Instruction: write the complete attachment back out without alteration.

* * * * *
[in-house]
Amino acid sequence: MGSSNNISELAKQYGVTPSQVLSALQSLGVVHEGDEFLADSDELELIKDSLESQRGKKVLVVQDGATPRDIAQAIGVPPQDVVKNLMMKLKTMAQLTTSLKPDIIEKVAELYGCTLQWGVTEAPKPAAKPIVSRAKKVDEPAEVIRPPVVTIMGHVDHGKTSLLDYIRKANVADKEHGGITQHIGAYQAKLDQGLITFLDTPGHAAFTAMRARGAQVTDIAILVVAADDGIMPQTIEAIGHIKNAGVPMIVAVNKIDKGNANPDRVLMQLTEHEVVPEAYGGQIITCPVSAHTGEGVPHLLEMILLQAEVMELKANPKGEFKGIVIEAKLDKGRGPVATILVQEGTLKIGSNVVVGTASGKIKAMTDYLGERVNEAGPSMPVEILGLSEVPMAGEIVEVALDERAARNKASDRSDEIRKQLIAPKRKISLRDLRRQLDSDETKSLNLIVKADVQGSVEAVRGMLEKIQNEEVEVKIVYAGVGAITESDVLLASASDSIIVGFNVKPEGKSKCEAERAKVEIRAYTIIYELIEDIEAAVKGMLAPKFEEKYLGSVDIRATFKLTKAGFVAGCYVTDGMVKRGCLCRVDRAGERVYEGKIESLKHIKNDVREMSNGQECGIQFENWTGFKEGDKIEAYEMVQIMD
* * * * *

[in-house]
Amino acid sequence: MGSSNNISELAKQYGVTPSQVLSALQSLGVVHEGDEFLADSDELELIKDSLESQRGKKVLVVQDGATPRDIAQAIGVPPQDVVKNLMMKLKTMAQLTTSLKPDIIEKVAELYGCTLQWGVTEAPKPAAKPIVSRAKKVDEPAEVIRPPVVTIMGHVDHGKTSLLDYIRKANVADKEHGGITQHIGAYQAKLDQGLITFLDTPGHAAFTAMRARGAQVTDIAILVVAADDGIMPQTIEAIGHIKNAGVPMIVAVNKIDKGNANPDRVLMQLTEHEVVPEAYGGQIITCPVSAHTGEGVPHLLEMILLQAEVMELKANPKGEFKGIVIEAKLDKGRGPVATILVQEGTLKIGSNVVVGTASGKIKAMTDYLGERVNEAGPSMPVEILGLSEVPMAGEIVEVALDERAARNKASDRSDEIRKQLIAPKRKISLRDLRRQLDSDETKSLNLIVKADVQGSVEAVRGMLEKIQNEEVEVKIVYAGVGAITESDVLLASASDSIIVGFNVKPEGKSKCEAERAKVEIRAYTIIYELIEDIEAAVKGMLAPKFEEKYLGSVDIRATFKLTKAGFVAGCYVTDGMVKRGCLCRVDRAGERVYEGKIESLKHIKNDVREMSNGQECGIQFENWTGFKEGDKIEAYEMVQIMD